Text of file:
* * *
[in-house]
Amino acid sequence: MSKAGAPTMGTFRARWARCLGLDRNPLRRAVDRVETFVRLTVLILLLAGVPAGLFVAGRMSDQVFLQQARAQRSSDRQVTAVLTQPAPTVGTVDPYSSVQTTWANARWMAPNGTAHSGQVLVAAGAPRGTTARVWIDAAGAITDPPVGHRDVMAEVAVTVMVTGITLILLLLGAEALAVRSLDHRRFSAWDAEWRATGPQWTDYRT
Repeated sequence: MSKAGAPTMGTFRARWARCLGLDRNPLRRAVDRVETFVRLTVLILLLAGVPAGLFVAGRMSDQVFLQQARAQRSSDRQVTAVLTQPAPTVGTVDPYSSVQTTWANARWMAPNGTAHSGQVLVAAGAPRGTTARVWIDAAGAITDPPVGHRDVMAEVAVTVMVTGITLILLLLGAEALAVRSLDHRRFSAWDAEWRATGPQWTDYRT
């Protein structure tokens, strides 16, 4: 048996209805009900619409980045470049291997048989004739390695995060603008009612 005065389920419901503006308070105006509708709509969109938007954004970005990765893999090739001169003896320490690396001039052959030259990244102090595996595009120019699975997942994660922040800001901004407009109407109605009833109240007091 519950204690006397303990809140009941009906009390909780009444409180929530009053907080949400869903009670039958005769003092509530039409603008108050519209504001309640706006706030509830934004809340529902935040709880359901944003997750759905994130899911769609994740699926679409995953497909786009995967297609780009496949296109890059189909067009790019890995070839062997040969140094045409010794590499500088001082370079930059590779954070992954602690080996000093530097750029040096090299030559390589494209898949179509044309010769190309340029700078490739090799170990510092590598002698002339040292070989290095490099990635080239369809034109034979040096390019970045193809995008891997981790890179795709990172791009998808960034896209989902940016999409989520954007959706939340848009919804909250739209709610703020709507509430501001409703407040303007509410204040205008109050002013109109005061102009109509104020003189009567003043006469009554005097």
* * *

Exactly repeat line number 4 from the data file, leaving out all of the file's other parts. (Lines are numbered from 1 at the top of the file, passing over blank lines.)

């Protein structure tokens, strides 16, 4: 048996209805009900619409980045470049291997048989004739390695995060603008009612 005065389920419901503006308070105006509708709509969109938007954004970005990765893999090739001169003896320490690396001039052959030259990244102090595996595009120019699975997942994660922040800001901004407009109407109605009833109240007091 519950204690006397303990809140009941009906009390909780009444409180929530009053907080949400869903009670039958005769003092509530039409603008108050519209504001309640706006706030509830934004809340529902935040709880359901944003997750759905994130899911769609994740699926679409995953497909786009995967297609780009496949296109890059189909067009790019890995070839062997040969140094045409010794590499500088001082370079930059590779954070992954602690080996000093530097750029040096090299030559390589494209898949179509044309010769190309340029700078490739090799170990510092590598002698002339040292070989290095490099990635080239369809034109034979040096390019970045193809995008891997981790890179795709990172791009998808960034896209989902940016999409989520954007959706939340848009919804909250739209709610703020709507509430501001409703407040303007509410204040205008109050002013109109005061102009109509104020003189009567003043006469009554005097």